Going to university, moving away from home is a part of life that most people will encounter. Some students see the transition as an exciting fresh start, whereas others may…
Balancing Study and Social Life
One of the keys to success at not just university, but with life, in general, is having the ability to balance study, work, commitments, and social life. It’s sometimes not an easy thing to do when you want to do EVERYTHING, but here are some suggestions from our team and students about how to achieve success at uni through time management.
Create a weekly timetable – the first thing to do if you want to balance study and social life
It sounds simple but having a plan and a routine can be really calming once your studies and assignments start picking up.
Start your timetable by putting in your lectures and seminars, and then build the rest around it. Schedule in time for studying, with clear times and locations, this will really help keep you on track. Try mixing up the locations that you study between classes, maybe try a new café or library.
Don’t forget to add in some other activities too, whether that’s some sports and exercise, your part-time job, or importantly, just some time off for you to chill out. Even if it’s just a time for you to relax and watch Netflix, it’s important to have that time scheduled.
Create the perfect study space
Different people study best in different ways, some people prefer the library, others prefer a café and some prefer to be at home.
Find out what works best for you and then try to create the perfect place to study so you can keep on track. If it’s at home try to keep your desk clean and tidy with enough space to work comfortably.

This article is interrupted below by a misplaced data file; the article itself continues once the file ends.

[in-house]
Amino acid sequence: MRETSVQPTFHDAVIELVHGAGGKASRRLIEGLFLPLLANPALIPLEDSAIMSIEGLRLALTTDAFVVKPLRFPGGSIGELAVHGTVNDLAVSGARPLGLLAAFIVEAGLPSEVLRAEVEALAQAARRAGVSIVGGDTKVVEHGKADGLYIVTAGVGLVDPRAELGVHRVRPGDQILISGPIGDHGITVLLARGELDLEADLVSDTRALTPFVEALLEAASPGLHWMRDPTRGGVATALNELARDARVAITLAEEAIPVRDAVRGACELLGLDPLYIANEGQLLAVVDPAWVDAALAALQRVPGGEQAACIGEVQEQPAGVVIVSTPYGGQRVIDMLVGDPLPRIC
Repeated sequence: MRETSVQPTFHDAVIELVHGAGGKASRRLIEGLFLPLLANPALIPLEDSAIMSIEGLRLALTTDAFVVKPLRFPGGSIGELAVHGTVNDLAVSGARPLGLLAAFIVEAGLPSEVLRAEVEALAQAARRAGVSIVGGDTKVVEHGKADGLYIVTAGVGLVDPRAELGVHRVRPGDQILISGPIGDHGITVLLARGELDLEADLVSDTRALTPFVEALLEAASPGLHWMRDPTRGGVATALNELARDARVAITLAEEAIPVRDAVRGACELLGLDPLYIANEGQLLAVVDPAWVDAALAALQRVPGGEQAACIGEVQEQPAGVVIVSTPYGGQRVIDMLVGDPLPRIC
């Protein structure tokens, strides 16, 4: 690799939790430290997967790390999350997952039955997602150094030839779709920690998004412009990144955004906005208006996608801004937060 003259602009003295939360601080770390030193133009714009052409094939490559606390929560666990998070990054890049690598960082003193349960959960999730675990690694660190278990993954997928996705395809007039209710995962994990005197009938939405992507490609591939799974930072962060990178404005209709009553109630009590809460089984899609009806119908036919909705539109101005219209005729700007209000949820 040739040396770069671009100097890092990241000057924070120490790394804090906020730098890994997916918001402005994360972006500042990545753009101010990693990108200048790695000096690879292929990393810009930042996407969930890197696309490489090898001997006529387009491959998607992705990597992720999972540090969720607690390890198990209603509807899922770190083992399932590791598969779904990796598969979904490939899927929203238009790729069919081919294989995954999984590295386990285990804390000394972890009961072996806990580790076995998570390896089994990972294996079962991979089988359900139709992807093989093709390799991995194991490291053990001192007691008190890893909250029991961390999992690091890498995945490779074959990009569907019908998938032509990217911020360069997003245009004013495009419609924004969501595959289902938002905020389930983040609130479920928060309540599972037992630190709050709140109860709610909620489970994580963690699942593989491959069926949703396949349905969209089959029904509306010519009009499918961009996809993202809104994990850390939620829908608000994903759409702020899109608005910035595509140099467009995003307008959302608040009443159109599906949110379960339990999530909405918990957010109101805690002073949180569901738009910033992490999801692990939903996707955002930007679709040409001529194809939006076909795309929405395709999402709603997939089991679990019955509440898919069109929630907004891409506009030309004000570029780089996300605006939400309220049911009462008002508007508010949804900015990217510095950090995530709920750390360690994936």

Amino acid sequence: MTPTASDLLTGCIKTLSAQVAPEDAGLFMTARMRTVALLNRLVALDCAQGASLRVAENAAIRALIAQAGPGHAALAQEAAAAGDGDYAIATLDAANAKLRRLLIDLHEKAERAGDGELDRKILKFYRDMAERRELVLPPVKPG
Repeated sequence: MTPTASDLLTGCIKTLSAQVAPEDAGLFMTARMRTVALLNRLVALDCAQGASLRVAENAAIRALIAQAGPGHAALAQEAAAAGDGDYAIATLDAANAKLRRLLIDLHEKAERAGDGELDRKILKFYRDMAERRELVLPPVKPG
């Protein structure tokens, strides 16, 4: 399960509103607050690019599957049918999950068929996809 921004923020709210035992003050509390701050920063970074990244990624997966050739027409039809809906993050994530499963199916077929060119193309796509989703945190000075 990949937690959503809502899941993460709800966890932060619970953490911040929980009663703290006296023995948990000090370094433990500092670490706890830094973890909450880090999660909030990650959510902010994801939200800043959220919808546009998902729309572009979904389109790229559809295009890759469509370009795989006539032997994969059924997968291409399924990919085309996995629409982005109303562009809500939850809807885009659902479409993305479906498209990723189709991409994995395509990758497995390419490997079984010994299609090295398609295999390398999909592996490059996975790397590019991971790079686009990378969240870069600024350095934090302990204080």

Why not add something that inspires you – a photo or inspirational quote that will keep you on track and remind you why you’re doing this. Also having a plant on your desk is shown help too!
Combine your studies with social time
Some students study better with others – whether it’s with a friend or in a group, it can make it easier to stay committed and can give you someone to bounce ideas off or help remember things and break down the jargon.
Even if you’re not on the same course, it can help to have someone there to keep you on track, and once you’re satisfied with your work progress, there’s an excuse for some nice socializing afterward.
Talk about how you feel
Nothing is as important as your health, so if you feel overwhelmed, it can really have an effect on both your study life and social life, and it can be a huge weight off if you talk to someone about it. Swinburne offers loads of support channels for students, and it’s always good to speak to your friends about things that are worrying you too.
Don’t forget why you’re here
You studied really hard to get to university in the first place, so you know you can do it!
If things do start to get on top of you, just try to simplify it all by pulling back and thinking about what you’re here for and what you will achieve in the future.
Don’t be afraid to say no
Don’t ever feel obliged that you have to agree to everything and overload yourself. If you can’ commit it’s always better to say so at the start than agree to something that you’ll stress about or can’t complete.
So if your boss offers you an extra shift at work but you have an essay due, learning to say “no” can be a positive thing.
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